The technology has become more common in the federal space and even in consumer settings, but it still has a long way to go.
The science of pulling useful data out of digitized video -- or video analytics -- is an increasingly confounding task given the staggering amount of archived video and new footage captured every day from an expanding array of devices. It's not just coming from fixed and pan-tilt-zoom cameras any more: Lapel cameras, helmet-mounted cameras, consumer technologies such as Google Glass and the ubiquitous smartphone all contribute to the video stream.
Government uses tend to focus on areas such as perimeter security, where motion detection and object tracking are important applications of video analytics by agencies such as U.S. Customs and Border Protection, which started using the technology in the early 2000s. Government agencies also use video analytics to capture images of license plates and identify people.
Although the current applications have proven useful, today's technology has significant limitations. Government, academic and industry researchers confront a number of challenges that range from exploring ways to more efficiently comb through huge stores of video -- essentially a big-data problem -- to coping with cameras that move around as they record objects that are also in motion.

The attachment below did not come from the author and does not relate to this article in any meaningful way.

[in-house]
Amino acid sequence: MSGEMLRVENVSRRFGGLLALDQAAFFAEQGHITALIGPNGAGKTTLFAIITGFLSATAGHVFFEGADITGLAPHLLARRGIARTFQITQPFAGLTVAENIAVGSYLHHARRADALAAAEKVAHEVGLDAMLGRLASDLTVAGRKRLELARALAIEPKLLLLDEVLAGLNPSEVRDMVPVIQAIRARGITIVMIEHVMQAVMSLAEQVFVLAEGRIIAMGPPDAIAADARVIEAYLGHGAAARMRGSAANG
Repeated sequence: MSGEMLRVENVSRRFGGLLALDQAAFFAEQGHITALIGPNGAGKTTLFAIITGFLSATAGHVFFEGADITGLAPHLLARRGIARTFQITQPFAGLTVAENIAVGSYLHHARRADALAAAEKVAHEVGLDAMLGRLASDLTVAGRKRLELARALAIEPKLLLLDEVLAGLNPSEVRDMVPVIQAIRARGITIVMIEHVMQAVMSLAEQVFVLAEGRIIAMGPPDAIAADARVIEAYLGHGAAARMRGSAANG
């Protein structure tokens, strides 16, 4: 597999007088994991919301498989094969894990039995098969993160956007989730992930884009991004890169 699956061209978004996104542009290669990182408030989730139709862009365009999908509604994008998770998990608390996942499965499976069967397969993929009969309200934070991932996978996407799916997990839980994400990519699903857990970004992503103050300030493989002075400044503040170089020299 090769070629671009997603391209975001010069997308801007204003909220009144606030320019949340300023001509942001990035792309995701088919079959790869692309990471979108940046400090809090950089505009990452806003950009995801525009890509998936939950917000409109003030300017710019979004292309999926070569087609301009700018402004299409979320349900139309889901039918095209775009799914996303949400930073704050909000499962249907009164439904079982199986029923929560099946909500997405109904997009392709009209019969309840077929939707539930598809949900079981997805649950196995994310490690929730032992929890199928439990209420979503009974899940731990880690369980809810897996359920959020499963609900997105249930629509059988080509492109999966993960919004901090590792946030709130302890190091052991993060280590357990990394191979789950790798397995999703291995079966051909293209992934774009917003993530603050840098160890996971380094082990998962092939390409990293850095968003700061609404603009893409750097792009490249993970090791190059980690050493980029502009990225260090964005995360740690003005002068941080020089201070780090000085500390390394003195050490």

Furthermore, developments in software have failed to keep pace with the explosion in video camera hardware. Jie Yang, a program director at the National Science Foundation, said the field of computer vision, a key component of video analytics, has made progress in terms of object detection and tracking, facial detection, and license-plate recognition. But high-level video analysis, which would provide a more comprehensive understanding of the objects recorded in video and their relationships to one another, is far from mature.
"People are working hard, but we are not really there yet," said Yang, who is responsible for the Information and Intelligent Systems core programs and the National Robotics Initiative at NSF.